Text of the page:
Production design[edit]

Arrested Development uses several elements that are rare for American live-action sitcoms. Technically, Arrested Development was shot on location and on videotape with multiple cameras, parodying tactics often employed in documentary film and reality television, straying from the "fixed-set, studio audience, laugh track" style long dominant in comedy production.[14] The show also makes heavy use of cutaway gags, supplementing the narrative with visual punchlines like security camera footage, Bluth family photos, website screenshots, archive films, and flashbacks.[14] An omniscient third-person narrator (producer Ron Howard) ties together the multiple plot threads running through each episode, while humorously undercutting and commenting on the characters.[15] Further, Arrested Development also developed a unique self-referentiality through use of in-jokes that evolved over multiple episodes, which rewarded longtime viewership (and in turn may have discouraged new viewers and contributed to the show's ratings issues).[14]

Lawsuit[edit]

In November 2003, the producers of the show were sued by the hip hop group Arrested Development over the alleged use of their name.[16] Rapper "Speech" from the group said "The use of our name by Fox is not only confusing to the public, but also has the potential to significantly dilute what the 'Arrested Development' name means to our fans."[16] The lawsuit was quietly settled for an undisclosed sum.[16]

The incident was referenced in the episode "Motherboy XXX." The narration refers to a band called "Motherboy," which the narration claims the show is "legally required to make a distinction" from, with respect to the "Motherboy" event happening in the episode.[16]

Cancellation and revival[edit]

Actors from Arrested Development dancing on a stage
The cast does the "chicken dance" at the Arrested Development reunion in October 2011.

During the series' third season in 2006, despite months-long rumors of Arrested Development having been picked up by the cable television network Showtime,[17] creator Hurwitz declined to move the show to another network.[18] As Hurwitz explained, "I had taken it as far as I felt I could as a series. I told the story I wanted to tell, and we were getting to a point where I think a lot of the actors were ready to move on."[19] He said that he was "more worried about letting down the fans in terms of the quality of the show dropping" than he was about disappointing fans by not giving them more episodes. He also said, "If there's a way to continue this in a form that's not weekly episodic series television, I'd be up for it."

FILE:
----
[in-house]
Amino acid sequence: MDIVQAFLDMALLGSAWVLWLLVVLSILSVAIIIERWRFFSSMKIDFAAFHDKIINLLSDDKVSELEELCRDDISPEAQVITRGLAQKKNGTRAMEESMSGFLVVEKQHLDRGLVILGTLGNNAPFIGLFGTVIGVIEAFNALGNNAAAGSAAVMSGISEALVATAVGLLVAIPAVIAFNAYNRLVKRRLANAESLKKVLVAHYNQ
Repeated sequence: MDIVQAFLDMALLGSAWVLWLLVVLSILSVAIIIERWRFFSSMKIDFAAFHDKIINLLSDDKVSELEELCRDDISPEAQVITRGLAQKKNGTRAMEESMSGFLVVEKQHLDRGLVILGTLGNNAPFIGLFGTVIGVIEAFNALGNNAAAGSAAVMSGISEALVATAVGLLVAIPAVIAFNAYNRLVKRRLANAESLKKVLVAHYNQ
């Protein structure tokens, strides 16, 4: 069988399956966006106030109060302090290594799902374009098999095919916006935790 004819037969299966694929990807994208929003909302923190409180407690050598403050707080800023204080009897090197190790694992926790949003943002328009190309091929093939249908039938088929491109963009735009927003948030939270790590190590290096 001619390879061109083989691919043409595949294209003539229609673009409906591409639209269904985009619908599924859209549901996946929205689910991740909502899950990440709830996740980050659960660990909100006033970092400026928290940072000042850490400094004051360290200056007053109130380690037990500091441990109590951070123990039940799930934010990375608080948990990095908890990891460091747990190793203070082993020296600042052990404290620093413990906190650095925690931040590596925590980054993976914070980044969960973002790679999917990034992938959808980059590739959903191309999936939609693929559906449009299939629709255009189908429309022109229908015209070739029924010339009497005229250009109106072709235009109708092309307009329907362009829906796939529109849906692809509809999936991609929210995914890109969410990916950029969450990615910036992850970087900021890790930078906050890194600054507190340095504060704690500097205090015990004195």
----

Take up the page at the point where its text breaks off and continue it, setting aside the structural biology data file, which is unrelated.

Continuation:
On October 2, 2011, the entire cast of Arrested Development reunited for a panel at The New Yorker Festival in New York.[20] At the panel, Hurwitz declared his intention of producing a truncated fourth season as a lead-in to a film adaptation.[21]

Six years after the series had been canceled by Fox, filming for a revived fourth season began on August 7, 2012.[22] Fifteen episodes of the show's revival season were released simultaneously on Netflix on May 26, 2013.[1]

Future[edit]

Rumors of a possible full-length Arrested Development film circulated after the possibility was referenced in season 3's final episode, "Development Arrested."[23] In 2008, Howard was slated to direct the film, though it is not clear if he still is.[24][25] Reportedly, all original members of the main cast are expected to reprise their original roles.[26] As of July 11, 2013, Netflix was in discussions for a fifth season.[27] In August 2013, Hurwitz commented "I'm working on the movie right now" and his plan is to do another season after the movie is completed.[28]

Characters[edit]

Main characters[edit]

The main cast of Arrested Development pose in a police lineup.
From left to right: Gob, George Sr., Lindsay, Tobias, Michael, Lucille, George Michael, Maeby, and Buster.

The plot of Arrested Development revolves around the members of the Bluth family, who lead extravagant lifestyles,[29] and are also often drawn into interactions with incestuous undertones.[30] At the center of the show is Michael Bluth (Jason Bateman), the show's straight man, who strives to do the right thing and keep his family together, despite their materialism, selfishness, and manipulative natures.[29] Michael is a widowed single father.[31] His teenage son, George Michael (Michael Cera), has the same qualities of decency but feels a constant pressure to live up to his father's expectations and is often reluctant to follow his father's plans.[29]